Reflections After the First Video Production

My first foray into video production has been harrowing. When I bounced the idea around in June I was quite confident that I could produce a short film without having to make too many changes in my workflow. I was certain that I could produce a simple video using the hdslr [Canon Rebel T2i] and sound tools [ProTools 9 and a Blue Bluebird microphone]. How wrong could I be?

My initial problems came around from not being able to record professional sound into the camera. I solved this by running ProTools off my MacPro as my sound recorder, and that gave me two microphones to record stereo sound with. I thought about using more microphones [my 002 Rack has four inputs], but that seemed cumbersome. Great. It worked very well, despite the hum from my refrigerator and Mingus’ walking on the laminate floor. Now I just had to sync the sound to the video…errr. [Time – 2 hours]

Fortunately, Singular Software make a program to do just that. After demo’ing both versions, I went with DualEyes because I did not have to use it within Final Cut Pro. I also figured out that I needed to replace the audio if I wanted to be able to use it without tearing my hair out [Time – 2 hours]

Let’s get down to editing shall we? Ohh wait…I need to actually record footage. Fortunately, V. agreed to become the videographer for this project. While I thought I might be able to do this by myself, it would have been impossible; being in front of and behind a camera is just stupid, and she did a better job than I would have. Did I mention that I hate being in front of the camera? This project played out as an instructional cooking video on one of my favourite recipes [it involves bananas, rum, brown sugar and butter] and how to cook it using a Paderno 12″ Classic Series Saute Pan. The flames were so pretty! [Time – 3 1/2 hours]

Time to edit. I am an efficient editor, but I had 3 hours worth of footage to compress into 5 minutes. The very best that I could do without losing key ideas and footage was about 12 minutes in total. The time it takes to render sequences, transitions and fades was brutal. I spent another 4 hours doing that before I came close to the final product. Oh, and the white balance was off on my close-ups, so I was redder than usual. I figured out how to use the Color Corrector. [Time – 5 hours]

Now I just need to get the project out of Final Cut Pro 6 so the world can view our baby monster…how do I do that? Exporting a 12 minute video clip is brutal. The settings are written in secret society codes for engineers, so I had to spend time just imagining what they might do and trying them. Each time I render the sequence it takes a minimum of an hour. I still have been unable to achieve a decent Quicktime version through Compressor, which is okay because I am not ready for that yet anyway, as the client has not seen any version yet. But still…my H264 version seems to be taking 3 hours to render into an MPEG 4 that may or may not be good enough for the client.  [Time – infinite]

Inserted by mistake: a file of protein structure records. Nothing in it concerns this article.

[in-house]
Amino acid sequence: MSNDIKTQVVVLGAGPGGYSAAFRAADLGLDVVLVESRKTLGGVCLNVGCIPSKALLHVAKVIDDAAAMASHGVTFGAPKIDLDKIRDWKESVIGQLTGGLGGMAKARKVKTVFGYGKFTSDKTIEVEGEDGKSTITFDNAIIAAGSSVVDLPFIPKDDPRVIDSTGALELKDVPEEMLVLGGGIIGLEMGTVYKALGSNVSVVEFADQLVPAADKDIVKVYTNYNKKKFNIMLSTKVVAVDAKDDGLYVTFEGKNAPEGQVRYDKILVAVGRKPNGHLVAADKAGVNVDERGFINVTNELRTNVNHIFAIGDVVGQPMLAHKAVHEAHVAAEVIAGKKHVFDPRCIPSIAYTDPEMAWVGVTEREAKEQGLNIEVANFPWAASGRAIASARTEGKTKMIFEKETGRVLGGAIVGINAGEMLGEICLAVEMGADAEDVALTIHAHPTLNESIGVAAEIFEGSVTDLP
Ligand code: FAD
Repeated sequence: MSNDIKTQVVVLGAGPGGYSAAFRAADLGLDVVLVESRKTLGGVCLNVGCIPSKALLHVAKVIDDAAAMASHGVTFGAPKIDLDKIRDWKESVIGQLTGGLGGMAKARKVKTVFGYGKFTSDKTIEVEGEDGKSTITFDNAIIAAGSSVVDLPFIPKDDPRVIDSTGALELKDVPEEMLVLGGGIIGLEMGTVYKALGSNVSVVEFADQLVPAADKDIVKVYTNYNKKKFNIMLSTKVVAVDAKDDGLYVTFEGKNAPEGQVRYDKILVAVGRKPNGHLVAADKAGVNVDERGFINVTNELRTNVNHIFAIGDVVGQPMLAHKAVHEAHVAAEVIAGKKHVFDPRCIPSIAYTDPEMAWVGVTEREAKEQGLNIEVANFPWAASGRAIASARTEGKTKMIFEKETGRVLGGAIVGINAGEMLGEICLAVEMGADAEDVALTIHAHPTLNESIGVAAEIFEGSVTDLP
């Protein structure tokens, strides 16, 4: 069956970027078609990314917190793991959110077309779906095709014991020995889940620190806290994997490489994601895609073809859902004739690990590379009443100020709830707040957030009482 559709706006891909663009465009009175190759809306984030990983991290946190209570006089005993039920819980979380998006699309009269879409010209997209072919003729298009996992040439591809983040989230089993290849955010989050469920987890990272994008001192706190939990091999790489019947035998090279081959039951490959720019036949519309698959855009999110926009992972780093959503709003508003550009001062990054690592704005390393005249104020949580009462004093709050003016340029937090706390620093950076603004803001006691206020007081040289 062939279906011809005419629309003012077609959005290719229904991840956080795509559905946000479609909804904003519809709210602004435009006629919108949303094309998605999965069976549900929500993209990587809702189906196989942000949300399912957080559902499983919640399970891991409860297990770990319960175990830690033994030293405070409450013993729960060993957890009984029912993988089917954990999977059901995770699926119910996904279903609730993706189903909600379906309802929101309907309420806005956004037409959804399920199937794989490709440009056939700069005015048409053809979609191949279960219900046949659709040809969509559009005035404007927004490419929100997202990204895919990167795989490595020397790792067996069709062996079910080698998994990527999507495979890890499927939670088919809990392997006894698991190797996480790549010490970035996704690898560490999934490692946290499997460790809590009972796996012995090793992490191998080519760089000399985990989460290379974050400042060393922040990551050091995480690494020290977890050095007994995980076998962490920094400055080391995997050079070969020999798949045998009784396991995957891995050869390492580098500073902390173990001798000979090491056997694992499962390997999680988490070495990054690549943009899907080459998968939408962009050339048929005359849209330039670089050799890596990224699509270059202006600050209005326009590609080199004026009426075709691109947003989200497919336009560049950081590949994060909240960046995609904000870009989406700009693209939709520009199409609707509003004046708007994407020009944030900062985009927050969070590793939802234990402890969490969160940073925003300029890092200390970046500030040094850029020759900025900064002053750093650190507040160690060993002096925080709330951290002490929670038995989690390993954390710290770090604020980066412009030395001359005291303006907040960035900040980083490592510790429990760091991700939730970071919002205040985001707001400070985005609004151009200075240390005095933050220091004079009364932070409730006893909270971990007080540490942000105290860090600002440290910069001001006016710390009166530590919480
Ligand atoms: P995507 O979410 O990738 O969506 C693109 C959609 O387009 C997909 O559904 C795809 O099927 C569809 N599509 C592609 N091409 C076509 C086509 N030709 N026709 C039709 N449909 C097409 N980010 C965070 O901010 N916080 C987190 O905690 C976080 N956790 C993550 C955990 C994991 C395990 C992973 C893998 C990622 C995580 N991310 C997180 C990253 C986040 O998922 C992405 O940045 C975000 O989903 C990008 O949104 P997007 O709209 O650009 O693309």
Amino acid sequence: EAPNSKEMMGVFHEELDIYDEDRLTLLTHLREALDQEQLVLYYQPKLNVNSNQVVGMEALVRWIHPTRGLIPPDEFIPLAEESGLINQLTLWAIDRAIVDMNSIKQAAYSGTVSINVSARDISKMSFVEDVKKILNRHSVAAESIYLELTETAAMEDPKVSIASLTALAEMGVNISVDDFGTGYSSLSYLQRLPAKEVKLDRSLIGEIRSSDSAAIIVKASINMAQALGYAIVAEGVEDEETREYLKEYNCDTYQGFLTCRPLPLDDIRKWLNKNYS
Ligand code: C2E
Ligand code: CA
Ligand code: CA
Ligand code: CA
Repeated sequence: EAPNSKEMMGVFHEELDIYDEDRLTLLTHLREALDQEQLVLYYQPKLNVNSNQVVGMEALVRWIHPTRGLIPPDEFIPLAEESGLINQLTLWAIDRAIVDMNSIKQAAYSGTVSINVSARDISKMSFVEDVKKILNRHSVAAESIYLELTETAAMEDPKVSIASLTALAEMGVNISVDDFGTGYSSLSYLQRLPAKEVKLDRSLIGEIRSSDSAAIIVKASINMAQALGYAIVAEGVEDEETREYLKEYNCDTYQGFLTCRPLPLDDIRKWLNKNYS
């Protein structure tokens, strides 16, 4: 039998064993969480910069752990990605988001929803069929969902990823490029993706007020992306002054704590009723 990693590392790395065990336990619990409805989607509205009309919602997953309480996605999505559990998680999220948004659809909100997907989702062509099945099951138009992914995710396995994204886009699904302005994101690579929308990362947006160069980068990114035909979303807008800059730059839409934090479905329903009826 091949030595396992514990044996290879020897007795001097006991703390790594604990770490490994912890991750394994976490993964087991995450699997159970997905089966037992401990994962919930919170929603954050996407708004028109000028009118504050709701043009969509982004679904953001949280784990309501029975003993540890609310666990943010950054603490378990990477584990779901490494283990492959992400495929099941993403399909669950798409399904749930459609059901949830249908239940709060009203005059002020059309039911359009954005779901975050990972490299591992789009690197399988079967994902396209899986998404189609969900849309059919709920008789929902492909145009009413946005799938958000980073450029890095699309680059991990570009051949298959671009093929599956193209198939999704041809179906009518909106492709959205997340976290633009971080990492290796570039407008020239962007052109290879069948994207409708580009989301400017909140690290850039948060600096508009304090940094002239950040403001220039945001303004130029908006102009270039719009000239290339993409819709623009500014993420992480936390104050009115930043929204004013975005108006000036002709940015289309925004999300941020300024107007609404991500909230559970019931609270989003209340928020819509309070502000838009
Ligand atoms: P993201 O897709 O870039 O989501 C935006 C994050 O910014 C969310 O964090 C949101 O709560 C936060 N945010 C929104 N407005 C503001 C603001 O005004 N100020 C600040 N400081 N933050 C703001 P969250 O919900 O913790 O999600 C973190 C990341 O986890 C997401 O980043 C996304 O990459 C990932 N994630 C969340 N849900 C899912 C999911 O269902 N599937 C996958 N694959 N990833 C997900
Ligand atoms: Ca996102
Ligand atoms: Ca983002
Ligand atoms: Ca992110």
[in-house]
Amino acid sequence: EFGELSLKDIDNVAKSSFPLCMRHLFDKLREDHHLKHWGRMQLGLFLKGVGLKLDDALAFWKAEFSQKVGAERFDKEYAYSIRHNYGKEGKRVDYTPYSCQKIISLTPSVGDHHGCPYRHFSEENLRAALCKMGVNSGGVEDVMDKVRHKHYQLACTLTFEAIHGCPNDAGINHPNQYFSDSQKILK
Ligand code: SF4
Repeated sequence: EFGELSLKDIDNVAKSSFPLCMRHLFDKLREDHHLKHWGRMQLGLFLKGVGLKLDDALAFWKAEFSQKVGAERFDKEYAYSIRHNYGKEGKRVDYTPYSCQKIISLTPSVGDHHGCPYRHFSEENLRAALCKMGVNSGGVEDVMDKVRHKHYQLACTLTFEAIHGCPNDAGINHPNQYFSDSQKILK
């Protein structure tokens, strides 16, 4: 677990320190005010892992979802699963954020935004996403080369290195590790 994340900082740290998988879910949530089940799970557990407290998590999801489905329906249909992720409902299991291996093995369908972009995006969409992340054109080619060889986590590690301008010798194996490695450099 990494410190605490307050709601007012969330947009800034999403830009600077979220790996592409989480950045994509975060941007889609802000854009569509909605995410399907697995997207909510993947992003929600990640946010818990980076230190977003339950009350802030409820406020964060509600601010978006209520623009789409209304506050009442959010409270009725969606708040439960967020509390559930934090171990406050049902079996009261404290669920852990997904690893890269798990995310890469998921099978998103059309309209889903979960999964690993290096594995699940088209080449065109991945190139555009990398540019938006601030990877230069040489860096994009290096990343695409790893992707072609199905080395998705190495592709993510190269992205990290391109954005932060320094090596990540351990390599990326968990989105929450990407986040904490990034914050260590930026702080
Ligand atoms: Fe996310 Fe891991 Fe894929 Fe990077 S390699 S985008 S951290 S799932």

So. What do I think about film-making with a dslr? Here is what I have learned over the course of the past week:

1) It takes a lot of time.

2) It requires a tonne of equipment.

3) It demands more than one person to complete a project.

4) I do not know how to match up the fees to what my costs would be for an extended project, because the cost of video in time, people and gear is so high.

5) The final product is really, really good. There I have said it. The process sucks donkeys, but the product is far better than I had hoped for visually and sonically. Despite the time, technology and cost issues, the end product is so far beyond what could have been done even 5 years ago that I am astounded.

Do I think that being a photographer helps or hinders the process? It definitely helps. Photographers see things differently, and that creates a new vision on film that might not have been there with film school graduates who have been taught to see on film. It is not a better vision; just different, I think. If I had not already spent years learning how to record and edit in ProTools, then this would be a different story, as the sound is half the equation in video.

Do I think I would do this again? I am not sure. Time and money are the major deterrents here. The only reason I was able to take on the project was because I am on vacation, V. is living here, and I happen to have enough gear to pull it off under stress. Still, to do this properly as a full-time addition to the business we would need a new tripod and head [$1000] for smooth shots, we would need a dedicated video camera to solve the sound issue [$7500] and we would need at least one video light [$1000] to keep the colour consistent and out of the tungsten range.

Do the math. If you have the time, then you can do without the gear. If you have the gear, then you cut down your time exponentially. Gear costs money, time costs money, and money is what you are trying to make to put food on your table. In other words, to do the work we would need to be able to justify the costs, and be able to tweak the cashflow to pay for the gear before we even can begin the projects to pay for it. Sounds like a Catch-22 to me.

Regardless, Spain happens in less than a week and then Morocco and then Spain again. I am not ready at all, because I spent an entire week planning the video project instead of planning my adventure. Get me off of this ride…and onto another one!


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